Date published: 2007-12-29
Rated 5 out of 5 by from Awesomeness this book is great. I think people who don't enjoy reading a lot would like this book. Every page you read makes you want to read more. The book has a lot of intereseting ideas in it and the main character goes through a lot of adventures. Being a clone in this book it's really hard to survive especially when everyone around you thinks you're some kind of animal or beast. Matt overcomes all that through a lot of conflicts. It brought tears to my eyes when reading the lovely ending of this amazing book.
Date published: 2007-04-18
Rated out of 5 by from Recommended by Parents' Choice The House of the Scorpion is an enormous estate ruled over by the hundred -and- forty- year-old Matteo Alacran, also known as El Patron. This estate is part of a drug empire that lies between the United States and Aztlan (old Mexico.) Matt is the horribly lonely young clone of El Patron, despised by everyone except the cook who raised him and one of the bodyguards. Brilliant and educated by his "owner," Matt is under the illusion that he will someday take El Patron's place. Matt doesn't realize that he is only the latest in a series of El Patron clones, and that the reason the old man keeps him so close is so that he can harvest Matt's heart when his own wears out. Set in an ecolologically disastrous future (logically derived from present abuses), Matt is one of the loneliest protagonists ever. This highly original science fiction is a well-written heart-stopper - with a happy ending. For more details on the Parents' Choice Foundation, please visit
Date published: 2006-11-21
Rated 4 out of 5 by from Loved it One of the only books that i read willingly from start to finish. It is a great story of a boy's life from birth. At first you can't tell what the book is discribing but latter on in the book you realize that matteo (the main character) is the clone of one of the most powerful men in the world, and that for some reason his brain was not destroyed like all of the other clones. After realizing the truth about his existance and what is to happen.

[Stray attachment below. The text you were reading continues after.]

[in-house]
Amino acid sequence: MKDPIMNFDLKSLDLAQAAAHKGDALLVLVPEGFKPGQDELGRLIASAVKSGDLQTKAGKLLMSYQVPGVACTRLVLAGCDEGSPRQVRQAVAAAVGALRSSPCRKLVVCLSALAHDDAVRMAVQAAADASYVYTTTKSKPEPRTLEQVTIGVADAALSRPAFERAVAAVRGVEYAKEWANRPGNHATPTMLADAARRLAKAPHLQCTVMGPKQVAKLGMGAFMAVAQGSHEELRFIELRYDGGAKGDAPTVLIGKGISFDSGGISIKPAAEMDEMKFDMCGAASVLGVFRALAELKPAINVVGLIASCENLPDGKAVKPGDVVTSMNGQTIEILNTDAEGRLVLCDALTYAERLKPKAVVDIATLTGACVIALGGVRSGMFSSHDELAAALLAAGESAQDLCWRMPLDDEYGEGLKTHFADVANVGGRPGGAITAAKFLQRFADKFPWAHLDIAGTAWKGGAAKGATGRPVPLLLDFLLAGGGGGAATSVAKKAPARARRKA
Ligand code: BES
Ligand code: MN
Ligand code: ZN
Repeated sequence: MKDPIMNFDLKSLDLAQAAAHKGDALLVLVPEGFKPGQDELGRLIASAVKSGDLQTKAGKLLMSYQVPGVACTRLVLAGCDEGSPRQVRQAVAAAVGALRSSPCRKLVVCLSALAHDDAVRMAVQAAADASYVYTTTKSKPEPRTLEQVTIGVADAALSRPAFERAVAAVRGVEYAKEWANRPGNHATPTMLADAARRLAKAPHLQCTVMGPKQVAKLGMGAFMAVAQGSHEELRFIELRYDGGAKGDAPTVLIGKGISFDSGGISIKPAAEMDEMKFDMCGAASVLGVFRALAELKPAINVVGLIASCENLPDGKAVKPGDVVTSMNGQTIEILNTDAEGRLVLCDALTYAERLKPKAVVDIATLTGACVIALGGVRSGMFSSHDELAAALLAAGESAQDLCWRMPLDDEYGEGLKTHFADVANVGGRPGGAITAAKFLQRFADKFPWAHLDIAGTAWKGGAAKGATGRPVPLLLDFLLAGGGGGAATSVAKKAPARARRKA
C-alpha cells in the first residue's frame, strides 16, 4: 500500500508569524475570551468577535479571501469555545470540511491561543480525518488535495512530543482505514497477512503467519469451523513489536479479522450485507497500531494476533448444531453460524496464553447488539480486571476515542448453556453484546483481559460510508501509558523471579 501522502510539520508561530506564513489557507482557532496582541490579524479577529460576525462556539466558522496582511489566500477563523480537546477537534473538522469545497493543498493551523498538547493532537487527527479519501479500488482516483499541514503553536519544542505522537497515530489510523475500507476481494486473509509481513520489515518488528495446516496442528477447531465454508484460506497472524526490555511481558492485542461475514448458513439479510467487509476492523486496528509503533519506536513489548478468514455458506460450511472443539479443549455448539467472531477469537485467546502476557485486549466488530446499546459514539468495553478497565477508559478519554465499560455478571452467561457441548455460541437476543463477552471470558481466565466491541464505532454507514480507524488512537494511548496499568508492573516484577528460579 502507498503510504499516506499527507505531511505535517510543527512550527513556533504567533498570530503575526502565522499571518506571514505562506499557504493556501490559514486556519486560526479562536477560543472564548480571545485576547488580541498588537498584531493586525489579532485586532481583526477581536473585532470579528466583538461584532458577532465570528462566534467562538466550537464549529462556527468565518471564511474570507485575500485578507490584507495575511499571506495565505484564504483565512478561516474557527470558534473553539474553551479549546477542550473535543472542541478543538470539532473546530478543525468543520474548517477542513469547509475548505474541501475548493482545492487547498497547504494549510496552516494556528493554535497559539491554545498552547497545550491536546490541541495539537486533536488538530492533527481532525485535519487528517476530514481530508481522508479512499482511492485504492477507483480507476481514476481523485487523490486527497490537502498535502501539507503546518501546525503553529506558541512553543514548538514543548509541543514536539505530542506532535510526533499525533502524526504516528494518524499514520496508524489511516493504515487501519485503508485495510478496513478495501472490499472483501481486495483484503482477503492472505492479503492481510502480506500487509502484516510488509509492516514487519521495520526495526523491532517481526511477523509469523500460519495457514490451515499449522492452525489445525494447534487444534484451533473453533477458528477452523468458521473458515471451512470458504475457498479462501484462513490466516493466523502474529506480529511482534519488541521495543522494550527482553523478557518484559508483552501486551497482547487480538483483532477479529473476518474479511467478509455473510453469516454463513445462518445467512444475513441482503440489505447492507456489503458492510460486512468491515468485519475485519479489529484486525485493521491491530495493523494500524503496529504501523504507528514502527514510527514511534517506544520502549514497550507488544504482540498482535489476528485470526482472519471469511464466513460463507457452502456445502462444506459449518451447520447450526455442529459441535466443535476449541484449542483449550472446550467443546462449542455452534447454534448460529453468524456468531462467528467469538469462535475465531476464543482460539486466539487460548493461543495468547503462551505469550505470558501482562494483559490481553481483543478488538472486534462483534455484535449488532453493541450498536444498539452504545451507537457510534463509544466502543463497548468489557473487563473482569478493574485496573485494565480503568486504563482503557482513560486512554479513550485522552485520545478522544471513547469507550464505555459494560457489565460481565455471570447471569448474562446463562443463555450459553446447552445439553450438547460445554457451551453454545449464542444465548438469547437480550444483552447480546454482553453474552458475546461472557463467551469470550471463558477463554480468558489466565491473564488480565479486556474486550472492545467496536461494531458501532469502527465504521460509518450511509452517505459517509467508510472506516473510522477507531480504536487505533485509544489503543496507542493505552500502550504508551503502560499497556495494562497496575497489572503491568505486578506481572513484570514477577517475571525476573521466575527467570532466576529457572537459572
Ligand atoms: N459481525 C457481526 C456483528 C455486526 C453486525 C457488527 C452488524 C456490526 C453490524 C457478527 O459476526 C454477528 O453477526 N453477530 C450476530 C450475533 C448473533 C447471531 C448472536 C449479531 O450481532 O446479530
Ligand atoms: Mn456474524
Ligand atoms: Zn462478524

Date published: 2006-05-31
Rated 5 out of 5 by from Stung by the Scorpion Nancy Farmer has written a very impressive book here. With action packed story but bittersweet emotion that stings like a Scorpion, the story will hold you until the last page. The main character Matt is so fully formed in the text that the reader laughs and cries at his trials and adventures. Underlying politics are subtle enough that the reader is not overcome with social issues, but enough to touch on deep emotions; a very satisfying read.
Date published: 2006-01-13
Rated 5 out of 5 by from Exquisite I can honestly say that this is the best book I have ever read, and that is not an easy accomplishment! The author allows you to intwine right into the lives of her charactars. The way she describes the setting allows me to mentally visualize the place exactly. This book is a keeper, do not pass up this oppurtunity to be as amazed as I was by this awesome book. I myself am an amateur author, and I positivly adore Nancy Farmer's abilities, and would love to chat with her on the subject of her books. I would love to read more of her books, but I dont think this one can be topped.
Date published: 2005-03-02
Rated 5 out of 5 by from Masterpiece Don't pass up this book! I have never been so involved with a book. Even though it's science just seems so real. It's by far, one of the best books ever made.
Date published: 2004-11-23